Economic forum in Davos is all the rage these days, not only in cryptocurrency world but much broader. It is a summit where all political and economical leaders of the world gather around to discuss the future of the planet for the upcoming year.
Couple of panels have drawn attention of crypto holders, most notable one saw Ripple CEO Brad Garlinghouse and Ethereum co-founder Joe Lubin “lock horns” and exchange couple of subtle jabs at each others projects.
Joe was dominant panelist in terms of speaking time so he took the first swing by mentioning Ripple’s monopoly over XRP ownership. Ripple is currently holding 55 billions of XRP tokens, out of 100 billion of total supply.
Garlinghouse was much more composed and cultured in his replies, defending Ripple’s position by emphasizing their transparency when it comes to the XRP they hold and sell in a predefined way. He also went in an attack mode and called out Lubin for his company’s opaqueness when it comes to their holdings of ether, asking Lubin: “How much (op.ed of ether) do you sell?” You can see the discussion in the video below:
Joey clearly wasn’t interested in explaining how his company manages their funds by saying that they manage their treasury like any company does it. In plain English: none of your business.
That triggered an interjection by Garlinghouse, who then slipped a nicely wrapped dig at Ethereum by saying:
“I find it interesting that Ripple is attacked for being transparent, because we are very proactive and share information in our reports. Yet, other platforms don’t share that information, so they are insulated from those same critiques and criticisms. I think in the dictionary, that is called hypocrisy, I am not 100% sure.”
The ongoing Ripple campaign of divorcing from XRP
Ripple Inc, the company that currently owns 60% of all XRP is in a constant campaign of distancing itself from the XRP token and XRP ledger in an effort to persuade regulators to not classify XRP as a security (issued by Ripple) which would probably mean an end for the whole XRP token story.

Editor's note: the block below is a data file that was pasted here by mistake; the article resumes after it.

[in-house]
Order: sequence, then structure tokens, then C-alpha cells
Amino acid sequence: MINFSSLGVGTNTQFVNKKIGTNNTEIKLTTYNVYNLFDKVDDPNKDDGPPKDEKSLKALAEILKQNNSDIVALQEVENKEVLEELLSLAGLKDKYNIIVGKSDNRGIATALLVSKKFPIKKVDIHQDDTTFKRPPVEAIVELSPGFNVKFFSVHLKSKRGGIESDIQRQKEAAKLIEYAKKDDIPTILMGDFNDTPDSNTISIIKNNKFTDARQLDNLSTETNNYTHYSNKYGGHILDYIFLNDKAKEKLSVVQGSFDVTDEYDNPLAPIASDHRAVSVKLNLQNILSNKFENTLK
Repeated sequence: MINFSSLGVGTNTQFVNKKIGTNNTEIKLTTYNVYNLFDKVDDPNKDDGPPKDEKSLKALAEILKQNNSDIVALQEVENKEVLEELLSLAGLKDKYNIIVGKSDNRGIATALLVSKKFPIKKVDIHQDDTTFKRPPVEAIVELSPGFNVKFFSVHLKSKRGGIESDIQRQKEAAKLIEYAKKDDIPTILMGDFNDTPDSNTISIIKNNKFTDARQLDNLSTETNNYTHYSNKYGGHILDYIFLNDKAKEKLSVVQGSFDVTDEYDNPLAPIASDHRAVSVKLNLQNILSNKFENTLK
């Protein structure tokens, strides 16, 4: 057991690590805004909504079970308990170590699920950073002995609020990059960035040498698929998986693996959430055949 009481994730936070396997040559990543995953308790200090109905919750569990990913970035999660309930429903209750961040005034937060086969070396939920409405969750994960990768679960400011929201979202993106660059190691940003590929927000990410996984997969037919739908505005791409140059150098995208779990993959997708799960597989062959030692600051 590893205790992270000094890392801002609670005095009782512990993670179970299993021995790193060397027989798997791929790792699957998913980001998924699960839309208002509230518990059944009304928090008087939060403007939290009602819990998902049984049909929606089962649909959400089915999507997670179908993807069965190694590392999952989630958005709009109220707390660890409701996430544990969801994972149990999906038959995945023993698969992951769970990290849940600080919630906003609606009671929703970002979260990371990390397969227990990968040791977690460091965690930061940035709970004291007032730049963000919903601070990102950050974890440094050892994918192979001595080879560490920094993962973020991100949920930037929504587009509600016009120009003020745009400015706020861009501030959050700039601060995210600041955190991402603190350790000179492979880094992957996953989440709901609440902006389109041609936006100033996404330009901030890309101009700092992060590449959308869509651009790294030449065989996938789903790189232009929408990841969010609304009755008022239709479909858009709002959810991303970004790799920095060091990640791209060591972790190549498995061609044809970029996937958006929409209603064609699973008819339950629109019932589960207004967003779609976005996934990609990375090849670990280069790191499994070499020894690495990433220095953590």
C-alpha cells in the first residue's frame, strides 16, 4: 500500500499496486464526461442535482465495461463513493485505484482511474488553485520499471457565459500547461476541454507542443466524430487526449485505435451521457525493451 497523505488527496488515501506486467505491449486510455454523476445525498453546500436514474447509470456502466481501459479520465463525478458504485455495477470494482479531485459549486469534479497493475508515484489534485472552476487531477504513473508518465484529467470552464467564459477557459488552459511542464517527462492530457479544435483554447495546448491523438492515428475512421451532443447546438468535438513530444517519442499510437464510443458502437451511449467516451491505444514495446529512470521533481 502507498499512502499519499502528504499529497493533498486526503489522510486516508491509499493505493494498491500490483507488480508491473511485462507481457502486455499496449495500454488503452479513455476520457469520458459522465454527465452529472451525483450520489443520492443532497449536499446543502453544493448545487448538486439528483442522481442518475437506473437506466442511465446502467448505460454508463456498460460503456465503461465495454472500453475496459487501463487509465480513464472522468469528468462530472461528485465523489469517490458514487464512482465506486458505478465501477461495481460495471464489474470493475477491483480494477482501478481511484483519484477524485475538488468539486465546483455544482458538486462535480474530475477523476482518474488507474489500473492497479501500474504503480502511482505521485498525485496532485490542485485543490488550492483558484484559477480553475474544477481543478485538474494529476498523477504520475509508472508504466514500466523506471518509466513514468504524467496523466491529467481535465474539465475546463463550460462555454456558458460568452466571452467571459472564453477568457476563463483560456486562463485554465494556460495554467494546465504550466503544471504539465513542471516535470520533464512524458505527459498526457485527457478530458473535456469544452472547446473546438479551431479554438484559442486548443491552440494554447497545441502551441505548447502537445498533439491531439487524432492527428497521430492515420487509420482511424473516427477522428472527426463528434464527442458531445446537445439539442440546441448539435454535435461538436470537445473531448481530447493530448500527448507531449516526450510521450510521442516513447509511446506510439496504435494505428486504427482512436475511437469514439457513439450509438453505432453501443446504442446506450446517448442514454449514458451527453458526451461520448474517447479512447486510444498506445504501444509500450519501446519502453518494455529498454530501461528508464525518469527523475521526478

Ripple, the company behind the XRP coin, has made it a point in the past to convince everyone it’s not a security. Brad Garlinghouse, the CEO of Ripple, has spoken about this issue multiple times. In a recent interview to CNBC, when asked about a recent lawsuit from former XRP holders who sued Ripple claiming that it in fact is a security, had the following to say:
“Whether or not XRP is a security shall not be dictated by one lawsuit. The SEC is the governor of that. I think it is very clear that XRP is not a security. It exists independently of Ripple the company. If Ripple, the company shut down tomorrow, XRP will continue to exist.”
This sentiment has also been echoed by Ripple’s chief market strategist Cory Johnson. Mr. Johnson responded to questions if XRP should be regulated as a security by saying:
“We absolutely are not a security. We don’t meet the standards for what a security is based on the history of court law.”
Most lawmakers look back to the “The “Howey Test” when determining if something is a security or not. This test has been created by the Supreme Court for determining whether certain transactions qualify as “investment contracts.” If so, then under the Securities Act of 1933 and the Securities Exchange Act of 1934, those transactions are considered securities and therefore subject to certain disclosure and registration requirements.
Ripple has changed some of its critical statements from the past, according to The Block founder and CEO, Mike Dudas. Dudas did thorough research on the company, citing Ripple’s stance on key arguments related to the company and its cryptocurrency.
Contradictions between 2013 and 2018
As Cryptopotato writes, according to an archived version of Ripple’s website, the company had stated back in 2013 that they had created the 100 billion XRP that’s in circulation today. Furthermore, the 2013 version of Ripple’s site reports that a group of programmers at Ripple Labs “invented” Ripple and released the beta version of the software in 2013, which was made open-source.
“Ripple Labs is the creator of Ripple. We developed the protocol and its distributed payment network, and we now work to support and promote its growth,” the company states in an early version of its whitepaper. “100 billion XRP was created with the Ripple protocol. Ripple Labs plans to gift 55 billion XRP to charitable organizations, users, and strategic partners in the ecosystem over time. The company will retain a portion with the hope of creating a robust and liquid marketplace in order to monetize its only asset sometime in the future.”
On the contrary, on the current version of the company’s website, Ripple states that they didn’t create XRP.
“Ripple, the company, didn’t create XRP; 100 billion XRP was created before the company was formed, and after Ripple was founded, the creators of XRP gifted a substantial amount of XRP to the company,” as currently stated.